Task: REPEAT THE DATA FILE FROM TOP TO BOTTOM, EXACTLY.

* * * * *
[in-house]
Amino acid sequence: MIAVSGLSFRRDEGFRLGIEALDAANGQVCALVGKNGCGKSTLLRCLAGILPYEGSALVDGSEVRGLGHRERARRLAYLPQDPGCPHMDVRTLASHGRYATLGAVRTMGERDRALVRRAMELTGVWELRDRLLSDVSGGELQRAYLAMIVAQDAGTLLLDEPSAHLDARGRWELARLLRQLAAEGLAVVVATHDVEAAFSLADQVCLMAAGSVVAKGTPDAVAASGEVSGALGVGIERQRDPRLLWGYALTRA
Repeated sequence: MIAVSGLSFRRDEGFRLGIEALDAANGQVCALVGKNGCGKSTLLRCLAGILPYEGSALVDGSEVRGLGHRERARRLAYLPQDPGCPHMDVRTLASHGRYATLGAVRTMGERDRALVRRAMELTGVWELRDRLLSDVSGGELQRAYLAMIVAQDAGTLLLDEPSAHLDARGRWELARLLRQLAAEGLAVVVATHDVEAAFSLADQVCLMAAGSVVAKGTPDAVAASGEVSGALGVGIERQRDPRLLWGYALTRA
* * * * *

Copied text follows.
[in-house]
Amino acid sequence: MIAVSGLSFRRDEGFRLGIEALDAANGQVCALVGKNGCGKSTLLRCLAGILPYEGSALVDGSEVRGLGHRERARRLAYLPQDPGCPHMDVRTLASHGRYATLGAVRTMGERDRALVRRAMELTGVWELRDRLLSDVSGGELQRAYLAMIVAQDAGTLLLDEPSAHLDARGRWELARLLRQLAAEGLAVVVATHDVEAAFSLADQVCLMAAGSVVAKGTPDAVAASGEVSGALGVGIERQRDPRLLWGYALTRA
Repeated sequence: MIAVSGLSFRRDEGFRLGIEALDAANGQVCALVGKNGCGKSTLLRCLAGILPYEGSALVDGSEVRGLGHRERARRLAYLPQDPGCPHMDVRTLASHGRYATLGAVRTMGERDRALVRRAMELTGVWELRDRLLSDVSGGELQRAYLAMIVAQDAGTLLLDEPSAHLDARGRWELARLLRQLAAEGLAVVVATHDVEAAFSLADQVCLMAAGSVVAKGTPDAVAASGEVSGALGVGIERQRDPRLLWGYALTRA